7.7.10

Saint-Denys-de-Chapelle

Along what used to be a road already during Roman times, leading from the Paris centre towards the north, is a small chapel called Saint-Denys-de-la-Chapelle. This was more or less countryside until the 19th century. There was a little village called La Chapelle (the chapel). The present chapel which dates from the 13th century was built on foundations of a 5th century one, created by Saint Genevieve, patron saint of Paris.

There is a saying that Saint Denis, the first bishop of Paris, martyred and beheaded around 250, walked all the way, holding his head in his arms – some six km – (4 miles) (see previous post) from Paris to what was to become the Saint-Denis Basilica (see previous post). However, it seems that Saint Genevieve had his remainders buried here in 475, in the previous little chapel, until they were transferred to the Saint Denis Basilica in 636. This explains the name of the chapel, St. Denys, St. Denis.

The present chapel, thus from the 13th century, has also had a famous guest; it seems that Joan of Arc spent a night here in 1429 on her way to conquer Paris, which was then under Burgundy control, a few months after her successful intervention at Orleans. She was however wounded and the fight about Paris didn’t take place. To honour her presence here, a basilica was built over the period 1930-1964, the Basilique Sainte-Jeanne-d’Arc, the surprising bigger building you can now find as neighbour to the small chapel. The basilica seems to be not quite completed and is closed for visits, except for masses.

To further honour Joan, statues can be found outside the basilica and inside the chapel.

(I'm still in Sweden; this post is pre-programmed.)

12 comments:

Olivier said...

belle statue de miss Jeanne d'arc

Carole said...

Bonjour Peter,
J' habitais juste en face au n°13 !!!
A Noël, il y avait une très jolie crèche, Maman m'emmenait la voir chaque année.
Que de souvenirs Peter...
Bonne journée.

V Rakesh said...

Interesting piece of history. Thanks for sharing!

Vagabonde said...

Là non, Peter, je ne peux pas dire que je connais, mais c’est une jolie chapelle.

Mona said...

I love to read history about saints.

I hope you have a good time in Sweden. I hope your mom is well!

Cezar and Léia said...

Bonjour dear Peter!
I'm enchanted by the first picture, this church is wonderful!
I hope everything is fine there!
hugs
Léia

Virginia said...
This comment has been removed by the author.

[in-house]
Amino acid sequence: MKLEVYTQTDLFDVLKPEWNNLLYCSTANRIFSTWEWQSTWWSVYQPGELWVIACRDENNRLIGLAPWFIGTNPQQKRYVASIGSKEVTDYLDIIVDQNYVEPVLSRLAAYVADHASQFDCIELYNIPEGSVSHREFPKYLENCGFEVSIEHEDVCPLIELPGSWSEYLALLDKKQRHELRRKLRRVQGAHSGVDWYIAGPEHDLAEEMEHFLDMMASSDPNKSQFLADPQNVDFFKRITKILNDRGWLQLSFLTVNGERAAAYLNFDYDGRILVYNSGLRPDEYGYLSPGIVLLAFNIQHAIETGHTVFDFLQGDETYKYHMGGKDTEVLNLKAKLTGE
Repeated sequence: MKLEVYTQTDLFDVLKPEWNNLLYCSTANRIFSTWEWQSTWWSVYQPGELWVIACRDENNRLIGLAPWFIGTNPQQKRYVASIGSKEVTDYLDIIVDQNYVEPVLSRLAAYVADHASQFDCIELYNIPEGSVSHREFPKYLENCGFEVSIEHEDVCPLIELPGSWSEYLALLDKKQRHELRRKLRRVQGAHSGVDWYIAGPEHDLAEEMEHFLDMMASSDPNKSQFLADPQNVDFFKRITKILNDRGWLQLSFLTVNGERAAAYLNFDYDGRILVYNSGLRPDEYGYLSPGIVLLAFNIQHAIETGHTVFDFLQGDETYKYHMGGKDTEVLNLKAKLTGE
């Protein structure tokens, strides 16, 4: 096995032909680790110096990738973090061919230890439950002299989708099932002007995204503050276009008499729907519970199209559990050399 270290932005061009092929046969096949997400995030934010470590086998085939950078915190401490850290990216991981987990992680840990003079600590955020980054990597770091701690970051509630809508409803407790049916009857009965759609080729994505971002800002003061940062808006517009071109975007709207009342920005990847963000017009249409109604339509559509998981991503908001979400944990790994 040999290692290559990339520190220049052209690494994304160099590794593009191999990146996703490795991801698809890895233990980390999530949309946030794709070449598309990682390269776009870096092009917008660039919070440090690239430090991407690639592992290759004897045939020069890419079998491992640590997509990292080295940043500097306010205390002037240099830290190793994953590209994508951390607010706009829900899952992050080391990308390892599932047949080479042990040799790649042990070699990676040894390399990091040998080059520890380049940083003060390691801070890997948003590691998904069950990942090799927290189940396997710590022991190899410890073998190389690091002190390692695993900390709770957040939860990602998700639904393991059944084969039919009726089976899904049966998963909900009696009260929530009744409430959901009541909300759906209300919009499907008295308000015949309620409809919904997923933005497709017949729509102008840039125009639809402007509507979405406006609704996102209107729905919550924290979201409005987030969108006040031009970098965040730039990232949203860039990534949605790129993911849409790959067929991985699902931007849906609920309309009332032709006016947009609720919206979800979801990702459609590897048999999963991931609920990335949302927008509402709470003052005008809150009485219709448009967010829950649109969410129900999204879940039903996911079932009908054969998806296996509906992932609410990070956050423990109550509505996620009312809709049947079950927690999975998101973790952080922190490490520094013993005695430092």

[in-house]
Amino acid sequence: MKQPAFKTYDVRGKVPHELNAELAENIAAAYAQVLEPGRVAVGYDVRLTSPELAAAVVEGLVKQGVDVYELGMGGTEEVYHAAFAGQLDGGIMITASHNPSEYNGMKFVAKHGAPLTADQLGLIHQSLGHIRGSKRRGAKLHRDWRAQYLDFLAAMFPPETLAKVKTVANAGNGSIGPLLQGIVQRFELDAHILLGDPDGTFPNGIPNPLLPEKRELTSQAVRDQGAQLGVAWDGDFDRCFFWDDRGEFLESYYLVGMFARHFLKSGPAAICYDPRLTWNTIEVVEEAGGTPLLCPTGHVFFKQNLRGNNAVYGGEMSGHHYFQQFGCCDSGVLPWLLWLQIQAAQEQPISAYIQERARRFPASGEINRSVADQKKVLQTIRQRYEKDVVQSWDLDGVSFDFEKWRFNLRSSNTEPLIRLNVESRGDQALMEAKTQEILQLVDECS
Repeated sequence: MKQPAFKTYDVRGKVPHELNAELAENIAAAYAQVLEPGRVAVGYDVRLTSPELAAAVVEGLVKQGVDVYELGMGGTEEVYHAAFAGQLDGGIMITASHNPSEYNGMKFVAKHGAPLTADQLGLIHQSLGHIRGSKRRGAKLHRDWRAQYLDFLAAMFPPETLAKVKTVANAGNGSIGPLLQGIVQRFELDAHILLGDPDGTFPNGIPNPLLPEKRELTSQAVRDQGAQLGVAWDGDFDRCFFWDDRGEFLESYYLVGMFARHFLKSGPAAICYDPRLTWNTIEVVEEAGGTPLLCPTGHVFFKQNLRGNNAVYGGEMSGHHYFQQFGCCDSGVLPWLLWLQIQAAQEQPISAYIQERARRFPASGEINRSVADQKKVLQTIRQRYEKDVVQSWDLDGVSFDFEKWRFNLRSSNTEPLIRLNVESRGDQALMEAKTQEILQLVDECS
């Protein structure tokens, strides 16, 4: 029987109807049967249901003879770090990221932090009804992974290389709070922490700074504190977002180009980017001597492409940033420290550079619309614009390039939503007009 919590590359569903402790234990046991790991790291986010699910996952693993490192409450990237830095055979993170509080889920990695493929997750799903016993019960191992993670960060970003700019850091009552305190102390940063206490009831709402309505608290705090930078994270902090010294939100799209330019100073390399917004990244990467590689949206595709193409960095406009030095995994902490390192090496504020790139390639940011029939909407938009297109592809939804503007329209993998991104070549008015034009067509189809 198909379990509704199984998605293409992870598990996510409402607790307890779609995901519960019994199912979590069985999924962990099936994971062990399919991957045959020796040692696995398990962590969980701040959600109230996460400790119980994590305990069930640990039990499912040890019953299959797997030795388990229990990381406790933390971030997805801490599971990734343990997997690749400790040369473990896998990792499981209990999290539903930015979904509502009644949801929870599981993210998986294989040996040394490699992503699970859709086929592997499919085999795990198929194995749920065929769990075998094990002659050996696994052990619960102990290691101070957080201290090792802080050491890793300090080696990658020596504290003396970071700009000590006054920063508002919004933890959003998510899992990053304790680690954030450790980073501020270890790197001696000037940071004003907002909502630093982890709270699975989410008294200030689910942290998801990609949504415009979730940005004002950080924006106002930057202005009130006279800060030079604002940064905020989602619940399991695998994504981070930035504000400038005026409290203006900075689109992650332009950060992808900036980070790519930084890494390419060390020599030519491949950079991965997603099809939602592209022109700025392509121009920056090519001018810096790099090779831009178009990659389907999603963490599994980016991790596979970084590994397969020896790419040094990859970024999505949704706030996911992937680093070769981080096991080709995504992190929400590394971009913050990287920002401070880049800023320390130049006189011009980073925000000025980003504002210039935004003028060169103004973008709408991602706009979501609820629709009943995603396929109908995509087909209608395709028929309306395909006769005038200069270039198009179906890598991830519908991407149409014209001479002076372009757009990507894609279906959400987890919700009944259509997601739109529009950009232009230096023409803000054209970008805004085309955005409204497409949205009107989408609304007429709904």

Catherine said...

Carole ! Moi, j'habitais Plus en face..au 15. Et je confirme que la crêche était magnifique pour nos yeux d'enfants quand la maman de Carole nous emmenait la voir.

joanny said...

Peter:

A fascinating place and a very busy place lots of history going on there.

As always a delight to come to your interesting and picturesque blog.

Wishing you well.

Joanny

Karin (an alien parisienne) said...

Peter,

I hope your journey in Sweden is going well, and that it is not as afflicted by hot weather as Paris in the past couple of days.

Thank you for the past few days of posts! I have come here and gotten caught up, and loved all the stunning photography work you have put together for the past few posts. Thank you so much.

As for this post, I have been reading a book in English called A Traveller's History of Paris by Robert Cole (The Windrush Press) and just learned about Saint Denis and his contributions to Paris history, including the legend that he carried his head about with him to the location of where the basilica is now. It's a good tale!

I'm so excited to see the photos here! Yes, I should go and visit for myself, but I have to say it is rather nice to sit here with my glass of iced tea and not go out in the heat just now. :) What can I say? I am lazy. Really, though, this is such an encouraging post to go and check out both the chapel and the basilica. Thank you for this slice of Paris' history.

Simony said...

Beautiful history you shared with us today, Peter!
Hope your trip to Sweden is going well. Take care.

Trotter said...

Another one I've never been to; it's increasing the figure, now that you taking us off the beaten track... ;)